Analyzing Social Networks of XML Plays: Exploring Shakespeare’s Genres
Our inquiry considers the speech interactions of characters within plays as a proxy for broad narrative structures. We analyze computationally-generated social networks of 37 plays by Shakespeare to see whether, and how, they can be used to distinguish between Shakespeare’s comedies, tragedies, and histories.
Because dramatic performances enact social encounters, social network analysis translates surprisingly well to fictional societies. Stiller et al. have shown that social networks in Shakespeare’s plays mirror those of real human interactions, particularly in size, clustering, and maximum degrees of separation (2003). However, as fictions, these networks are shaped not only by sociological principles, but also by narrative structures. Moretti uses social networks to examine the plots of three Shakespearean tragedies, and to contrast the structure of chapters in English and Chinese novels (2011). Alberich et al. (2002) and Sparavigna (2013) also discuss the interplay between social and narrative constraints on networks. We emphasize this distinction to look for specifically literary features of our networks.
Recent papers presented at DH2017 sought ways to richly quantify the details of one or two plays (Fischer et al., 2017; Tonra et al., 2017). At another scale, Algee-Hewitt examined 3,439 plays by looking only at the Gini Coefficient of each play’s eigenvector centrality (2017). With our three dozen plays, we attempt to strike a fruitful middle ground in the inevitable balancing act between detail and scale. Each play is considered individually, but at a level of abstraction which allows rapid and direct comparisons.
2. Creation of social network graphs
Our parser tracks characters present on stage during speech. This approach is highly extensible: it can parse any play that follows TEI P5 guidelines for performance texts. Each speaking character is connected to all characters currently present on stage. These connections are recorded in a network graph, with characters as nodes and shared speech as edges. Edges are directional, and weighted based on the number of lines spoken. In future, we plan to extend our parser to identify the specific addressees of a character’s speech, allowing us to model more detailed interactions.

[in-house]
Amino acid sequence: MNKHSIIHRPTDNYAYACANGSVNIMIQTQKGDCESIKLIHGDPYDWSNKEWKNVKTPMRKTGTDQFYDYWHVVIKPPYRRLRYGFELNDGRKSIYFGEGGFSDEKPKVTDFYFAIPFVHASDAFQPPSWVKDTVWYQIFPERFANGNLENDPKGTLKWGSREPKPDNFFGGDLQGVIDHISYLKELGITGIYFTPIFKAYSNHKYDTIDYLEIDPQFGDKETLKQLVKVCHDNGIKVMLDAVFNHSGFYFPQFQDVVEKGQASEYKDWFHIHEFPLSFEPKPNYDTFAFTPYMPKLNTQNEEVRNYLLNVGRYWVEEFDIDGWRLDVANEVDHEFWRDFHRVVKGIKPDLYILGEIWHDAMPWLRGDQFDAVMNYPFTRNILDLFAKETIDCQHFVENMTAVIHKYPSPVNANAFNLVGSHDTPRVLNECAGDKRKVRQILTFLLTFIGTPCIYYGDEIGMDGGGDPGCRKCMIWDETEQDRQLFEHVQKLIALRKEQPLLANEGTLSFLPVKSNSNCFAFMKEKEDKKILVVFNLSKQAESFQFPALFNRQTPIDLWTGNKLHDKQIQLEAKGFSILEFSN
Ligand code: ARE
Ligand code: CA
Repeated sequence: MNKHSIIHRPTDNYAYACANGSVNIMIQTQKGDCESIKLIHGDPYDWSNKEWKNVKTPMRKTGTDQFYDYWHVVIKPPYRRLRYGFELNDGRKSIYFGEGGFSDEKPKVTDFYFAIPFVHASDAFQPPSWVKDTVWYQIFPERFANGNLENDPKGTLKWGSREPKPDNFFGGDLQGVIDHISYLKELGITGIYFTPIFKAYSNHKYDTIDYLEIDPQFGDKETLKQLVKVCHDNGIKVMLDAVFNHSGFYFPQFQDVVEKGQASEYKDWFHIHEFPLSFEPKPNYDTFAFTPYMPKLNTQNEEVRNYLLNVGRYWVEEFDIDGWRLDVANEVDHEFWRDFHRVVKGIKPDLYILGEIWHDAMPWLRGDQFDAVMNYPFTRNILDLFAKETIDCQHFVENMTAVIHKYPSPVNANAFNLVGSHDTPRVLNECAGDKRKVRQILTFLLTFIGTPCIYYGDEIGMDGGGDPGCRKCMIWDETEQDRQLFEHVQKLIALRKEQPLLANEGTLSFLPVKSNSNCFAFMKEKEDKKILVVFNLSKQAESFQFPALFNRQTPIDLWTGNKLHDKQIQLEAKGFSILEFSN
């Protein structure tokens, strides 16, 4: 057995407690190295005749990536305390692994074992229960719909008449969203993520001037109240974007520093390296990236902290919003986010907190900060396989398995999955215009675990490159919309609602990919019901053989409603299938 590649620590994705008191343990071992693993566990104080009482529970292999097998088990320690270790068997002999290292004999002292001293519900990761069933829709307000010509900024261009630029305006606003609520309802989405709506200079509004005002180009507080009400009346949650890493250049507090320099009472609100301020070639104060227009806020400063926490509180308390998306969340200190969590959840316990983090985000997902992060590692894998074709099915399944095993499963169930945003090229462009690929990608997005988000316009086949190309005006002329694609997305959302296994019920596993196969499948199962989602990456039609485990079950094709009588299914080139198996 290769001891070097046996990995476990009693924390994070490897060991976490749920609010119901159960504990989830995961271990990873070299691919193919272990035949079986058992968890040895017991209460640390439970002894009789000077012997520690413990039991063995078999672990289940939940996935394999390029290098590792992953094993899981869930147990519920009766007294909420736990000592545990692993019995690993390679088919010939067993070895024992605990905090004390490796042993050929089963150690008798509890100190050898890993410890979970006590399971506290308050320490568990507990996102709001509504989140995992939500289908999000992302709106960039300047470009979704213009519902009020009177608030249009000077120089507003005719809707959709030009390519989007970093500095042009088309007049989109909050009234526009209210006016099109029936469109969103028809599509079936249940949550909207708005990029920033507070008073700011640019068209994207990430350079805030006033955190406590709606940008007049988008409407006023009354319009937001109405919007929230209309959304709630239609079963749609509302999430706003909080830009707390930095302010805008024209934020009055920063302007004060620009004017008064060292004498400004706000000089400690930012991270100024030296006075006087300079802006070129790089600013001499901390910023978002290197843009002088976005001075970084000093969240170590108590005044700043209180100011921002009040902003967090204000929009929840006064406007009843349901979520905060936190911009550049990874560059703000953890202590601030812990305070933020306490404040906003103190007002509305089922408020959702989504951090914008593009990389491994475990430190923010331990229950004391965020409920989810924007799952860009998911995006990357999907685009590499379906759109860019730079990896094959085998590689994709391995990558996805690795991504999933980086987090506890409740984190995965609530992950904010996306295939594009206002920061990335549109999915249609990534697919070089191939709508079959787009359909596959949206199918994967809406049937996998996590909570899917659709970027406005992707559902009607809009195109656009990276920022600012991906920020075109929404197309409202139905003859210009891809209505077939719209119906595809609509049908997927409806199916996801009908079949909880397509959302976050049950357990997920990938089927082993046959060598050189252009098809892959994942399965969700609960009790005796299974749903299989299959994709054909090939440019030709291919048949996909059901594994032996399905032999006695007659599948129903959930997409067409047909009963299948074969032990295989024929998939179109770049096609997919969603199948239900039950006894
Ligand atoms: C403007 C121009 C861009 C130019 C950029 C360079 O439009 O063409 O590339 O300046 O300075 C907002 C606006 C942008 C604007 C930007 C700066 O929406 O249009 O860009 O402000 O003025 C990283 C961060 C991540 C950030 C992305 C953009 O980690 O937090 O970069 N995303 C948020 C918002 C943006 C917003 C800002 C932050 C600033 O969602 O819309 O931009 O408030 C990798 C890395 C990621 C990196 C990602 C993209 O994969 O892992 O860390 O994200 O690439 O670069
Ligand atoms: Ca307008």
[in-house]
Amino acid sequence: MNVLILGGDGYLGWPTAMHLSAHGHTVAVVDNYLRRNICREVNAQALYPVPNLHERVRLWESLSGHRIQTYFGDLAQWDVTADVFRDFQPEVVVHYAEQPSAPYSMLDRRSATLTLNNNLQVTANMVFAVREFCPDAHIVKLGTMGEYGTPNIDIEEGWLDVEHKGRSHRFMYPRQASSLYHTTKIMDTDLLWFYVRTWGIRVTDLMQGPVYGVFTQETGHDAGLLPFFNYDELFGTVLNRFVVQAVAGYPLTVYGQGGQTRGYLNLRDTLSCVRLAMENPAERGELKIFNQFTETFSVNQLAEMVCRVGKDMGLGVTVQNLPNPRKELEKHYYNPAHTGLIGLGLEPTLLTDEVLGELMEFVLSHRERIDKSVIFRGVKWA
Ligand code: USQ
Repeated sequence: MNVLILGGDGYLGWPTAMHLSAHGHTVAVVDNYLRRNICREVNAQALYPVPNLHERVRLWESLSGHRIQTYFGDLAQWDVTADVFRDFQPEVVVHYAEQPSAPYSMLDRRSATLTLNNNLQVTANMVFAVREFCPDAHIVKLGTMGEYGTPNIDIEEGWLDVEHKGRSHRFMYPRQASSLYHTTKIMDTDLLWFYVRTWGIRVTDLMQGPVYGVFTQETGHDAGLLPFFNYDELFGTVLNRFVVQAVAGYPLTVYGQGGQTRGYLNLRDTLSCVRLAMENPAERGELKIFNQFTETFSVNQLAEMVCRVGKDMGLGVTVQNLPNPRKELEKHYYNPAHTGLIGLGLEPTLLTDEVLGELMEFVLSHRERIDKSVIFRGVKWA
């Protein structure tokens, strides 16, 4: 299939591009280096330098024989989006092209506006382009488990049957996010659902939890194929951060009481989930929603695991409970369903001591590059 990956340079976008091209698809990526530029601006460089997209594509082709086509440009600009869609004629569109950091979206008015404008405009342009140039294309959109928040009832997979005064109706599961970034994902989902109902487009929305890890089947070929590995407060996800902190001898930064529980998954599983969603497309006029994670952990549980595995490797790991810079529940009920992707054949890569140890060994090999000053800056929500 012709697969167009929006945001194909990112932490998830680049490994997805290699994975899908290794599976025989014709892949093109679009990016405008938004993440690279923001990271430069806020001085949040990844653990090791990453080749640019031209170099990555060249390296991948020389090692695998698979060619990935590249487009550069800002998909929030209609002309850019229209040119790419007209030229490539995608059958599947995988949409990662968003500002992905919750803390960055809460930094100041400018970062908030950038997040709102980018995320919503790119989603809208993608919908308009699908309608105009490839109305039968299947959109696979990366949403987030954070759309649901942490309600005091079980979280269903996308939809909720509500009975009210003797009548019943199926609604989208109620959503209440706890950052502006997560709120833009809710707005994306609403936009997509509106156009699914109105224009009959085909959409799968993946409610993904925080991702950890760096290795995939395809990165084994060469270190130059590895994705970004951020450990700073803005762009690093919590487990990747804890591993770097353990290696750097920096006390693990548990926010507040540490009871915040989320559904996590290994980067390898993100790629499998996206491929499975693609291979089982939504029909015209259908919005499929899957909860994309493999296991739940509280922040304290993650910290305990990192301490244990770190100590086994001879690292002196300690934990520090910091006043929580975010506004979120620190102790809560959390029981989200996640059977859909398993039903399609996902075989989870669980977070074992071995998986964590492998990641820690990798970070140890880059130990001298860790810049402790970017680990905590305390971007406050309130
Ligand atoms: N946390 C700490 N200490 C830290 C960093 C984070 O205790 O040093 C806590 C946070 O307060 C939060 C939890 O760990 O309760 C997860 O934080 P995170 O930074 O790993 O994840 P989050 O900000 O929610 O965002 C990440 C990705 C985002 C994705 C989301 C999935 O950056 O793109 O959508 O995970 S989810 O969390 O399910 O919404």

To verify that our parser is accurate, we compare our generated network of Hamlet to Moretti’s well-known handmade model of that play (2011). Despite some minor differences in peripheral characters like “Servant”, and our less-minor difference of including the play-within-the-play, the two networks are highly similar. Our network graph supports Moretti’s reading. Our tool also improves on Moretti’s model by adding direction and weight to each connection. Although this level of detail turned out not to be necessary for the basic task of using network graphs to distinguish between Shakespeare’s genres, it may be useful in future work examining a less homogenous corpus of plays, or in work asking different questions about this corpus.
3. Using networks to identify genre
We then use our generated network graphs to test our central question: whether the social network enacted by a play’s characters can be used as a proxy for features of the play’s narrative content. More specifically, we ask whether social networks can be used to distinguish between the dramatic genres of tragedy, comedy, and history. Using a support vector machine with fivefold validation, we tested 17 different mathematical features of the networks. No single feature was independently sufficient to identify the genre, though graph density came closest (83% accuracy). However, if features are used in combination, the network graphs can indeed achieve full accuracy. One combination of features which does achieve 100% accuracy is edges, words, and degree. We are currently exploring other combinations that might also be capable of accurately identifying genres.
4.1. History, comedy, tragedy